Tokyo 2020 will form a "transparent" external selection panel to decide on the process for choosing mascots for the Olympic and Paralympic Games in a bid to avoid the controversy surrounding their logo, it has been announced.
According to Japan Today, the Organising Committee are currently evaluating prospective members of the group.
A screening process could then be divulged to the International Olympic Committee (IOC) and International Paralympic Committee (IPC) as early as March.
The panel will establish the eligibility criteria for entering the mascot competition, as well as the detailed schedule of the selection process.
They will also be tasked with coming up with ways in which to choose from the entries before deciding on the identity of the mascot, seen as a key promotional tool and symbol of any Olympic and Paralympic Games.
"We think there are two very important aspects in selecting [mascots]," a Tokyo 2020 spokesperson told Japan Today.
"One is that it requires high-level specialisation in a wide variety of fields and quality and the second is that the selection process should be transparent and participatory."
Tokyo 2020 appear keen for the mascot selection process to not go the same way as that of the logo, where the initial design by Kenjiro Sano had to be scrapped due to allegations of plagiarism.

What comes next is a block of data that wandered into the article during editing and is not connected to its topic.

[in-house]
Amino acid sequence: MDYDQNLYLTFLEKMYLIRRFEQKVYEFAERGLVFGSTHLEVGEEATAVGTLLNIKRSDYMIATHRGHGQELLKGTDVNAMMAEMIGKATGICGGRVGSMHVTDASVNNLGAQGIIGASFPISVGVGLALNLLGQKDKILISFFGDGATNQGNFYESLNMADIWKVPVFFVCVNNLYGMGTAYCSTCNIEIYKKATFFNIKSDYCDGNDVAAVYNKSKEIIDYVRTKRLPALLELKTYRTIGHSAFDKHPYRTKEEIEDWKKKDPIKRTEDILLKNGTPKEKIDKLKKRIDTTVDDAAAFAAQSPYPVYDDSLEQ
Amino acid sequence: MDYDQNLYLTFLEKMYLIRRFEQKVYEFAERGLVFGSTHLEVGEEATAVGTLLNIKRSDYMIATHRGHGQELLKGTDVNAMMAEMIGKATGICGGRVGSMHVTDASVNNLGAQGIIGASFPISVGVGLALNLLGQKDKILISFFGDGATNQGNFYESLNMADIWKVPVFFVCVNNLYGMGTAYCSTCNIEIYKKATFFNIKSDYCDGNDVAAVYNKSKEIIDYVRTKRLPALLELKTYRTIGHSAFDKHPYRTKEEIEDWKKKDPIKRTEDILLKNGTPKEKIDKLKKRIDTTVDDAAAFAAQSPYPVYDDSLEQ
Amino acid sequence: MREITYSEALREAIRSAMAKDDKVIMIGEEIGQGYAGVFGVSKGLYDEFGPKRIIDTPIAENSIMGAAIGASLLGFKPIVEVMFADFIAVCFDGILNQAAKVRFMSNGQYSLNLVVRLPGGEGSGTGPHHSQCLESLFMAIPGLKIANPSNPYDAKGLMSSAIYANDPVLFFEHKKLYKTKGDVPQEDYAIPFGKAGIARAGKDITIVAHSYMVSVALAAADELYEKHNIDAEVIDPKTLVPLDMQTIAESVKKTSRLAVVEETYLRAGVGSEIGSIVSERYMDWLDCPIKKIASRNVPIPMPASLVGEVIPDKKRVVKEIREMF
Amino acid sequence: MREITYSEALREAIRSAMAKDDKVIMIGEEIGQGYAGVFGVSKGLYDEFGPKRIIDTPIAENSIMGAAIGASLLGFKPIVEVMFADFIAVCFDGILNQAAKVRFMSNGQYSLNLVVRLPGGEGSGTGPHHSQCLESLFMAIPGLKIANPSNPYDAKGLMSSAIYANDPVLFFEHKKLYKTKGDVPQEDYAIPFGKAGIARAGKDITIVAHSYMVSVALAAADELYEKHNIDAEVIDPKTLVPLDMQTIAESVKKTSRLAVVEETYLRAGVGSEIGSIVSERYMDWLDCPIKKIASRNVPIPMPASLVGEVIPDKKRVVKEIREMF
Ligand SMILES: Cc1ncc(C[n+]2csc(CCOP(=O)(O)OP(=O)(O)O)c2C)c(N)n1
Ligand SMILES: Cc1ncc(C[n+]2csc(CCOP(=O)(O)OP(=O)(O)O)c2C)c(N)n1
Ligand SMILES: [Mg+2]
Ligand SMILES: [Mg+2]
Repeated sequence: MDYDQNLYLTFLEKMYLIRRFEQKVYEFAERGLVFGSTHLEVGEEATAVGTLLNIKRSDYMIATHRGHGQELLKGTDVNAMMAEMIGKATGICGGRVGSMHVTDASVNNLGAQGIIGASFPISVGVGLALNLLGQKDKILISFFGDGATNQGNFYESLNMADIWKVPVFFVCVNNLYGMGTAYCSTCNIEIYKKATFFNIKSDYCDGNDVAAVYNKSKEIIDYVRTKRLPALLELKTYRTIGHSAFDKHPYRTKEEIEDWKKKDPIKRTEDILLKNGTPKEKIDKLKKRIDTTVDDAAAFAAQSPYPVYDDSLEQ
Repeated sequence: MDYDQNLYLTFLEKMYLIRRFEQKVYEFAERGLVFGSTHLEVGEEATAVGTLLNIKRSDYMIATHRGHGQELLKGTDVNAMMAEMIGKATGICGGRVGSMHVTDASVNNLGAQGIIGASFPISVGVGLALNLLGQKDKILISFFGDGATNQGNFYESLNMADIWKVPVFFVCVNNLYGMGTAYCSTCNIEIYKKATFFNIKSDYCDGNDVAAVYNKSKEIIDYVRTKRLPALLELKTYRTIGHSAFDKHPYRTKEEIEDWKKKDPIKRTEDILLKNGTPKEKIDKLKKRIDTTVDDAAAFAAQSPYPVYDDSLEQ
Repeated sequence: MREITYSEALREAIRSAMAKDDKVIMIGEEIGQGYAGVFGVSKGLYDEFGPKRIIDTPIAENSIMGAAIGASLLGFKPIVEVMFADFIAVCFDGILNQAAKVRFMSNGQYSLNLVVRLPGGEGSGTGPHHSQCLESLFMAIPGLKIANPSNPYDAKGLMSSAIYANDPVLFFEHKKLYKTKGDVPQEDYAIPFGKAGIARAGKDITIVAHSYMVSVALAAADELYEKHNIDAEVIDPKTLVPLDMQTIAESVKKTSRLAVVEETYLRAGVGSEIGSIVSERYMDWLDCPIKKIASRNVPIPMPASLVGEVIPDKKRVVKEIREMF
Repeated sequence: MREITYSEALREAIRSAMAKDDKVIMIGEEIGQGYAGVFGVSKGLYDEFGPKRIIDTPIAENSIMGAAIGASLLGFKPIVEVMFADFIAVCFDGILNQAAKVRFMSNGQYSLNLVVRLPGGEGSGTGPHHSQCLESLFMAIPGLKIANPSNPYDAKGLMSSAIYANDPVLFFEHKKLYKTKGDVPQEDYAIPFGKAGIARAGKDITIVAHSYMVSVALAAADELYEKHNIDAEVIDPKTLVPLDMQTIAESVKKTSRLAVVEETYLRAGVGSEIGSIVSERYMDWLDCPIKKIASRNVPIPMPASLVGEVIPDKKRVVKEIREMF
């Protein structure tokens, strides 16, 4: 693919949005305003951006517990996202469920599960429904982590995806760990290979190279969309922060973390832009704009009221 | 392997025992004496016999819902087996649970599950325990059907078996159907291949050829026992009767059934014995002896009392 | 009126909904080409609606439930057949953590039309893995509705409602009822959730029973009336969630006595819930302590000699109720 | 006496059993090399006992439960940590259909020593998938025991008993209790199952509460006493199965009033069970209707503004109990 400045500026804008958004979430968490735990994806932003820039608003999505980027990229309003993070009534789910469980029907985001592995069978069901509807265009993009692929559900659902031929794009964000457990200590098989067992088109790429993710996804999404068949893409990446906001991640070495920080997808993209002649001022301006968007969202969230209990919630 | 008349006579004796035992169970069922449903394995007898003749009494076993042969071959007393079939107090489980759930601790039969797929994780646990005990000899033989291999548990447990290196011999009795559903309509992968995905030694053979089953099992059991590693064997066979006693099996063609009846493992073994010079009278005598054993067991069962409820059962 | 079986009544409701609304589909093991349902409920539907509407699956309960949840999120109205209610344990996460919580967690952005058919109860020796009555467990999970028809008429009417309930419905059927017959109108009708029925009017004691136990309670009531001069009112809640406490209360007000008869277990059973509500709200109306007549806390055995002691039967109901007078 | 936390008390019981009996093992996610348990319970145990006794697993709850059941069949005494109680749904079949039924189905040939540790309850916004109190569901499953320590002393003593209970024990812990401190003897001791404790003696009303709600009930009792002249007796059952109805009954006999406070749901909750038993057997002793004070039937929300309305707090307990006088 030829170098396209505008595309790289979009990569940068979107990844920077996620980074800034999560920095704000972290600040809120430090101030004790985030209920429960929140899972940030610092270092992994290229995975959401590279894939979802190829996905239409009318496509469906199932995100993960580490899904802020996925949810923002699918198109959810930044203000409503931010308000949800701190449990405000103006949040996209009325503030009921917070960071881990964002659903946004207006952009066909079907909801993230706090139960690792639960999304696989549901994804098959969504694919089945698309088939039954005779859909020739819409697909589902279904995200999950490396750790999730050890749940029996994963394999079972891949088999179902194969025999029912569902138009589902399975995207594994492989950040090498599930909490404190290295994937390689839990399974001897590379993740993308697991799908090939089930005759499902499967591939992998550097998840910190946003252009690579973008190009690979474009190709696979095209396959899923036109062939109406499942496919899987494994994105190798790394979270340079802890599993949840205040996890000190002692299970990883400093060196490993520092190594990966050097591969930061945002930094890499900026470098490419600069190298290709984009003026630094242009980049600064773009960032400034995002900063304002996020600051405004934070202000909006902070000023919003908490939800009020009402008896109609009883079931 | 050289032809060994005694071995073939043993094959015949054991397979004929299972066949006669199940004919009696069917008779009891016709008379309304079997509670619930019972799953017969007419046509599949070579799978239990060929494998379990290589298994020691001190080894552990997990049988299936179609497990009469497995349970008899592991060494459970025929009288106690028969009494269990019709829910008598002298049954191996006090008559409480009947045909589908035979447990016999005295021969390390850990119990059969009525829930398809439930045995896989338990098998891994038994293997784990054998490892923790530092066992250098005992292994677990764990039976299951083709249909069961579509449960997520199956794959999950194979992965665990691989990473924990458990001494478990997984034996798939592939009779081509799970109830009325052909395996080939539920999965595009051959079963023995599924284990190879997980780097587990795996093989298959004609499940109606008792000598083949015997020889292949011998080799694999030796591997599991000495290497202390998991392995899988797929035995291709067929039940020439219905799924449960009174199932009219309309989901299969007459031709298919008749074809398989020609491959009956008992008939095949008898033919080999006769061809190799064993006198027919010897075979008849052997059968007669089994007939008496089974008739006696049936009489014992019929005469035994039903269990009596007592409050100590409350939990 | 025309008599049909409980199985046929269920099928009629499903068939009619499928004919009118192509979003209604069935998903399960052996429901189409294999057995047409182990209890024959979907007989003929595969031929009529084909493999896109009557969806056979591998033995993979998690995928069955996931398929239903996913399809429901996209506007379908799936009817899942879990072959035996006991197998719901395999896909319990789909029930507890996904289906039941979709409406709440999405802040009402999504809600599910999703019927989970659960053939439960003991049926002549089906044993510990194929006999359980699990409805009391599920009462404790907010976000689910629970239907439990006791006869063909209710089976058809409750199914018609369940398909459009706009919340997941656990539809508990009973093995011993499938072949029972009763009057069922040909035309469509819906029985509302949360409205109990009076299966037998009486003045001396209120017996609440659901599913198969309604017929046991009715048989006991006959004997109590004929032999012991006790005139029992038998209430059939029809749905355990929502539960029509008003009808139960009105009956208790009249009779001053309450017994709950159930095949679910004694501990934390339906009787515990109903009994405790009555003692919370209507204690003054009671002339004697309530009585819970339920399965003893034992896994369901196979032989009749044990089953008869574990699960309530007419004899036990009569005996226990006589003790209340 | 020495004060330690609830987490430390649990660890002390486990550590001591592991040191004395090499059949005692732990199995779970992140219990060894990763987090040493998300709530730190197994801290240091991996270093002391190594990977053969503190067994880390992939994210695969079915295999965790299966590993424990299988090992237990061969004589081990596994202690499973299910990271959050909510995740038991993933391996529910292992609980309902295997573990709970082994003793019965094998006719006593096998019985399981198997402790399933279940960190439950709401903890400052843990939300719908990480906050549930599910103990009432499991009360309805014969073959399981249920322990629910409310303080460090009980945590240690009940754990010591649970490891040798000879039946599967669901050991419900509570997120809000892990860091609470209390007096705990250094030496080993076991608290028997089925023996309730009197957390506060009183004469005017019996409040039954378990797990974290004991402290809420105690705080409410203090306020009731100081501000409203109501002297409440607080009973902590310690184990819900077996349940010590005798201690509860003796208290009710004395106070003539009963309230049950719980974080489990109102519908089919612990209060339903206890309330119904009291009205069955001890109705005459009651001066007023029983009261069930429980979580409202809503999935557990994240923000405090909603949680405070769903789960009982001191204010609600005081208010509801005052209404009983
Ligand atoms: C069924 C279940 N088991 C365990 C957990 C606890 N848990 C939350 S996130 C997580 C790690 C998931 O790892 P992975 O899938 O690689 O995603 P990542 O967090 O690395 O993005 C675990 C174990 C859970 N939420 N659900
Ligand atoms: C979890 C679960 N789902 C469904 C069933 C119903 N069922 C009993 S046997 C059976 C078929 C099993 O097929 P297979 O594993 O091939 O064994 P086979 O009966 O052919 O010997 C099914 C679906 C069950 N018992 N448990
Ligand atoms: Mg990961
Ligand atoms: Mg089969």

It was withdrawn after Belgian Olivier Debie claimed that it resembled his Théâtre de Liège logo too closely.
The process of choosing a replacement was also criticised.
Nearly 15,000 entries were received in the open contest to pick the new emblem - in contrast to first time around when only those who had won a specific design award were allowed to take part.
Allowing the public to get involved was seen as a way of spreading the Olympics across Japan, but others argued that this would impact negatively on the quality of the eventually selected designs.
In December, the American Institute of Graphic Arts (AIGA), urged Tokyo 2020 to scrap the open contest and said that a "remarkable" design could only be the result of a professional designer working directly with their client.
The eventual winner, designed by Asao Tokolo, a graduate of Tokyo Zokei University with a degree in architecture, received a mixed response when it was unveiled in April.